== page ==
NCFC & NC Courage

RailHawks (now North Carolina F.C.) have new name, plan for MLS bid, stadium

This is the new North Carolina F.C. logo; team management hopes this becomes the new look for professional soccer in the Triangle.
This is the new North Carolina F.C. logo; team management hopes this becomes the new look for professional soccer in the Triangle. Handout image

The Carolina RailHawks, now re-branded as North Carolina F.C., announced plans Tuesday to pursue a Major League Soccer franchise in the Triangle and to build a new 24,000 seat stadium.

Local entrepreneur Stephen Malik, who bought the RailHawks 14 months ago, unveiled the new brand during a press conference at City Market, saying the goal is to get the club in the MLS in the next 12 to 18 months along with a new stadium that he believes will take two to three years to build.

“We love putting the ‘North’ in front of ‘Carolina Football Club,’ you know, none of our other professional sports franchisees do that,” Malik said, in reference to the Carolina Panthers and Carolina Hurricanes. “We do feel like we’re a representative of the state.”

Malik, 51, said there are eight sites he’s considering for a new seat stadium, which could cost $150 million, but didn’t hint as to where. The club currently competes at WakeMed Soccer Park in Cary.

Malik said there is more than enough people to support another professional sports team in the area. The Hurricanes play at PNC Arena.

“All along I intended to bring us to the highest level,” he said. “One of the analyses the leagues do is on a per pro franchise basis. We rank extremely high in that basis ... there’s room in our market. We love the ‘Canes, but there’s room for another franchise.”

Malik said he and his investors are prepared to pay for the stadium out of pocket, but “at the same time, to win a bid … we need to have the best long-term stadium situation and I think that at the same time we’d need some public support on infrastructure and parking at the least.”

Raleigh spokesman John Boyette said he was unaware of discussions about building a stadium in the city. Cary Mayor Harold Weinbrecht said he had just seen the team’s announcement and was awaiting more information, but was pleased to see efforts to add sports revenues after the loss of events due to the dispute over House Bill 2.

Malik said that he believes the stadium could have an economic benefit to whatever area were to get a new stadium.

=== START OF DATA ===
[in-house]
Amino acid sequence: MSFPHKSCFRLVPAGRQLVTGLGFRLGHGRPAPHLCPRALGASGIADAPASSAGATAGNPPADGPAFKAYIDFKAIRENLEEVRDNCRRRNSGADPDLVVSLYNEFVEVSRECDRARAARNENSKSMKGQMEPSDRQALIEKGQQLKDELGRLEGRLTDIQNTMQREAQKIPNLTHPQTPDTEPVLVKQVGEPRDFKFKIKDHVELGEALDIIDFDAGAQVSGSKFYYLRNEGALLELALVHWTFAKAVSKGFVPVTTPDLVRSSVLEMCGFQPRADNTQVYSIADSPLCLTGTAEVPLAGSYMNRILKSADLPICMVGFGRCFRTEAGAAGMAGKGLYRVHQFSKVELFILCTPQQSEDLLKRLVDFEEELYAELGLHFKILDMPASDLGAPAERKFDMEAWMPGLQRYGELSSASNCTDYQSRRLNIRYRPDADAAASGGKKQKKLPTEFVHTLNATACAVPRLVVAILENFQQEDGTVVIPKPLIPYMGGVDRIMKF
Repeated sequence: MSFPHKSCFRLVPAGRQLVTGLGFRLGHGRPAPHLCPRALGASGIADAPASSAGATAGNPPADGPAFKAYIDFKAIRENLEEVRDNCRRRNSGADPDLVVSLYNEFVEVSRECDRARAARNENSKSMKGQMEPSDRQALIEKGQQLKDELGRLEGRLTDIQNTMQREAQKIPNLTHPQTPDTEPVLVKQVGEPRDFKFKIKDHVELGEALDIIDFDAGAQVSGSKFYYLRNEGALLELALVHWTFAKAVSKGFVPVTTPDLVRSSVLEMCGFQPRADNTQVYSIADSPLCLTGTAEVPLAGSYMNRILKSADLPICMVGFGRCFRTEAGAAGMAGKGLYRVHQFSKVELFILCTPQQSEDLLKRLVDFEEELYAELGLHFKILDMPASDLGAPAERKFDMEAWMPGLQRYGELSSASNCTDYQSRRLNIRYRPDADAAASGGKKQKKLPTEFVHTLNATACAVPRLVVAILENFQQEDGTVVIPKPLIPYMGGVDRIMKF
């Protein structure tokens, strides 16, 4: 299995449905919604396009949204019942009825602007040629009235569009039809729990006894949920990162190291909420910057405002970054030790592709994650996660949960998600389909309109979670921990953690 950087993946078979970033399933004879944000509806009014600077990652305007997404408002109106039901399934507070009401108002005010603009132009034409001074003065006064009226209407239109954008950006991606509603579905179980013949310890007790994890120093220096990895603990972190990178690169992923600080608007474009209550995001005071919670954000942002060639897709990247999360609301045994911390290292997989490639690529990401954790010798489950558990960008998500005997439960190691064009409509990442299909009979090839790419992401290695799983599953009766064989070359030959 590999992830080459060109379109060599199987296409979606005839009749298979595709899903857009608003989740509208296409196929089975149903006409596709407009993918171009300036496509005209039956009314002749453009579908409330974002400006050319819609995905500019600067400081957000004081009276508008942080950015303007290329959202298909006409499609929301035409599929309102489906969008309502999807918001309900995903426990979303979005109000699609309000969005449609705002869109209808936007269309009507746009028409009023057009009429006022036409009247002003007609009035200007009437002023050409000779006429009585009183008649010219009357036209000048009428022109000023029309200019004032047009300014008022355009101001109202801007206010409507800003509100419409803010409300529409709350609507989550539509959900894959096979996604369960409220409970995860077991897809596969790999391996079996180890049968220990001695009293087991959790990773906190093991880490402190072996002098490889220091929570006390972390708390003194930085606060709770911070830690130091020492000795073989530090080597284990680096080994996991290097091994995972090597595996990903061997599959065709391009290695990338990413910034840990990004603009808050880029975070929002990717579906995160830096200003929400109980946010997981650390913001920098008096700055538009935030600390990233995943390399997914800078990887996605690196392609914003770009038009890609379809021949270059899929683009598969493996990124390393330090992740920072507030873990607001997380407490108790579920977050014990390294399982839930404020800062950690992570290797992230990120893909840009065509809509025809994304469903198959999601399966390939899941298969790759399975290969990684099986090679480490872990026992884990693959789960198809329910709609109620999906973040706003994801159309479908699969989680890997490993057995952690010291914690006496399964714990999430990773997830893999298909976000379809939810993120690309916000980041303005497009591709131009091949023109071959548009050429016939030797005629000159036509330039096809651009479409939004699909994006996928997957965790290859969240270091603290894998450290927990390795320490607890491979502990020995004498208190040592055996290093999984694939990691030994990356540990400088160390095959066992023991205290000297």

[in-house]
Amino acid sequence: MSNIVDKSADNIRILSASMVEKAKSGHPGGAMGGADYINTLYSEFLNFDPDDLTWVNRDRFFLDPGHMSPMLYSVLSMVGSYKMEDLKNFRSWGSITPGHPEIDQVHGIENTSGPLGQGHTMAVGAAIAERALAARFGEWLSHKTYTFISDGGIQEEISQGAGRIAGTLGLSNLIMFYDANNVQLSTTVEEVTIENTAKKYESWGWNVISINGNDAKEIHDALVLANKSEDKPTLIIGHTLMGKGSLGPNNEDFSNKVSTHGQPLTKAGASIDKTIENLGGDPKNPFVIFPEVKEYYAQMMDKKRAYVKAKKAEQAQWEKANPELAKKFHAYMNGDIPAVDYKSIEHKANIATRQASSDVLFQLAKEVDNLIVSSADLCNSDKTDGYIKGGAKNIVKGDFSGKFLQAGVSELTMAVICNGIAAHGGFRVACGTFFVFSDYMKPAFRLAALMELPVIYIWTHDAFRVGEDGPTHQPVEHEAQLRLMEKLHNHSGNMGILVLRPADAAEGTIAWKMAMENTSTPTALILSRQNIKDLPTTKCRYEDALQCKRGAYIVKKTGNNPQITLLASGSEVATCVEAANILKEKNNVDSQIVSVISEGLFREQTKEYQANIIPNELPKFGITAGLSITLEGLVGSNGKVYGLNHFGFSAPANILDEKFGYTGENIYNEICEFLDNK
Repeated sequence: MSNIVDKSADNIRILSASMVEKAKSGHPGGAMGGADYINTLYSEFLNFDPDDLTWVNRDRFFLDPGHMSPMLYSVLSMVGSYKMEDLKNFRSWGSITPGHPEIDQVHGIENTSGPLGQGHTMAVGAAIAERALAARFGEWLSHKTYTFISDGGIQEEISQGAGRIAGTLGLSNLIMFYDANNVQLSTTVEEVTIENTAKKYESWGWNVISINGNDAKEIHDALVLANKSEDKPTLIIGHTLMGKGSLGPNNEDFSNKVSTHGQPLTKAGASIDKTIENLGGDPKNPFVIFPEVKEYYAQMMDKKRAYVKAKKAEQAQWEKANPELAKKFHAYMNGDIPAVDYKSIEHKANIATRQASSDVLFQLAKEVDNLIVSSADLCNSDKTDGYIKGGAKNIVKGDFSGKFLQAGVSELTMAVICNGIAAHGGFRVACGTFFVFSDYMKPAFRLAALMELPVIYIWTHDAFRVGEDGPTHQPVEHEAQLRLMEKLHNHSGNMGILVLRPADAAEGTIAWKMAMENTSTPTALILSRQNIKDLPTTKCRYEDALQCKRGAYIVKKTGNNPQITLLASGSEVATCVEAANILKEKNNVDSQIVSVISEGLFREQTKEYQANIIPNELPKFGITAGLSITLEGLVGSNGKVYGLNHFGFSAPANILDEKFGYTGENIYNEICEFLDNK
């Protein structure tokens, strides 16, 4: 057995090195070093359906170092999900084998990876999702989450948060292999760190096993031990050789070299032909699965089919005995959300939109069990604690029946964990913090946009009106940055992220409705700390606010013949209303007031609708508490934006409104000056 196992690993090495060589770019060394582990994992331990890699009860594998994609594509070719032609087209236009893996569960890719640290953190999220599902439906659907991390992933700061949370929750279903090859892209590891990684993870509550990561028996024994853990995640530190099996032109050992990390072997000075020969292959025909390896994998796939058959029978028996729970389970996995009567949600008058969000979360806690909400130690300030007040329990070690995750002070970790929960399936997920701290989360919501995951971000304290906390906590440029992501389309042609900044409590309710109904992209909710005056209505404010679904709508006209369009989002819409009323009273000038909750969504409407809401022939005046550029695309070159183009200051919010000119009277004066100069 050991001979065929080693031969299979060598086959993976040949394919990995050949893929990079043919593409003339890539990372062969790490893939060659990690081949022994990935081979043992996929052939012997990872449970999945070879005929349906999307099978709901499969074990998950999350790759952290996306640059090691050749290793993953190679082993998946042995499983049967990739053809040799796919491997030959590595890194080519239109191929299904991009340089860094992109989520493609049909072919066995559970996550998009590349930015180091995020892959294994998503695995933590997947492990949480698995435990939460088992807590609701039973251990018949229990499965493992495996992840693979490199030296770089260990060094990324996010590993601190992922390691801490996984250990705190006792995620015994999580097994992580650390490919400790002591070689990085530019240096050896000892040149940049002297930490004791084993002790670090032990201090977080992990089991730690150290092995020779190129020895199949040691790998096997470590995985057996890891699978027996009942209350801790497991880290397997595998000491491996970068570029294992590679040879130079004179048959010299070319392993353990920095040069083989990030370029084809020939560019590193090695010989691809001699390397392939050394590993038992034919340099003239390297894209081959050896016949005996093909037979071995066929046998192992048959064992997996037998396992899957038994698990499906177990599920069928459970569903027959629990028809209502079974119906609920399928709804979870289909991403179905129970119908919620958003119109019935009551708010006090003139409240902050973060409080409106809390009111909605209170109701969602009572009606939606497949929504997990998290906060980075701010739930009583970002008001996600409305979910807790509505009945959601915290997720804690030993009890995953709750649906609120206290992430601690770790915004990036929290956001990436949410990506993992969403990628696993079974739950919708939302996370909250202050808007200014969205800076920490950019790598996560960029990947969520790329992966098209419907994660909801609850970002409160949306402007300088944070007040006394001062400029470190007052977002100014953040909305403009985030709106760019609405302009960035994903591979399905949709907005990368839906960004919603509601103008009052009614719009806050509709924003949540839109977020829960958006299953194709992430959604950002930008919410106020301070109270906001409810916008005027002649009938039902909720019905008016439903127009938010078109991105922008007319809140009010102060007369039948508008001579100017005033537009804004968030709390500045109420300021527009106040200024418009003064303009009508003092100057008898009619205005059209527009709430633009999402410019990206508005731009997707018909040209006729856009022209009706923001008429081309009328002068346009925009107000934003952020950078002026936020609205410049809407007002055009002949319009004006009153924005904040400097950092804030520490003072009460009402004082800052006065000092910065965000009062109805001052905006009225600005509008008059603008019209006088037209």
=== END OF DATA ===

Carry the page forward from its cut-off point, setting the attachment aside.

“We have such a growing area with the development that’s being put around it that the stadium could be a centerpiece,” Malik said. “The economic impact as a lot interest coming our way.”

Despite the two to three year timeline it would take to build a stadium, Malik mentioned the team could start MLS play before it’s done.

“We have a unique situation … if you look at how some things have gone in the past, maybe we could play sooner rather than later,” Malik said. “It all depends on the (MLS) and what they’re ready for.”

With public money needed to make a serious bid to earn a spot in the MLS – St. Louis and Cincinnati are among other cities competing to join the league – teamwork was a theme repeated by the speakers at the event.

“If we want to attain a franchise, we need to gain community support, governmental support and corporate support,” Malik said. “We need to show that we deserve a franchise.

MLS released a statement about North Carolina F.C.’s expansion bid on Tuesday.

“Major League Soccer appreciates North Carolina FC and Steve Malik’s interest in bringing an MLS expansion club to the Triangle,” said MLS Executive Vice President Dan Courtemanche. “We recently met with Steve and he discussed his exciting vision for growing soccer in the area, including his ambition for an MLS expansion team. We look forward to learning more about his plans as they develop.”

MLS commissioner Don Garber, who is scheduled to give his “State of the League” address Friday in Toronto, has said he plans to cap the league at 28 teams, but Malik isn’t worried about the competition.

“We’re going to turn all our tumblers before (the other clubs do) and that’s a big part of it, being ready first,” Malik said. “We have an owner, a local owner and a stadium plan.”

In the meantime, North Carolina F.C. will continue to compete at WakeMed Soccer Park. It’s likely it’ll join the United Soccer League for the time being due to the rumored end of the modern-day North American Soccer League.

The USL, which is the home to many of the MLS’ developmental squads, is has been a launching pad for some of the the top-tier league’s most successful clubs in terms of attendance, such as the Seattle Sounders and Portland Timbers.

“We feel good about the NASL, but as you know, there’s a lot going on,” Malik said.

The club also announced intentions to bring a National Women’s Soccer League to the area within the next six months.

It won’t be the first time a women’s soccer team has competed in the Triangle. The Carolina Courage competed from 2001 to 2003 and recorded attendance numbers that surpassed the RailHawks’ average. The Courage folded due to its league’s struggles.

A new badge

North Carolina F.C.’s new badge is aimed at hitting key points of North Carolina’s legacy, according to the team.

COLORS: Atlantic Blue, Cardinal Red, Southern Gold

FIRST IN FLIGHT: The wings next to “FC” pay tribute to the Wright Brothers’ flight in Kitty Hawk, N.C.

TRIANGLE: The bottom right point of the star is a Triangle, a reference to the Raleigh-Durham-Chapel Hill area.

OAK CITY: The badge is supposed to be shaped like an acorn, in honor of “The City of Oaks.”

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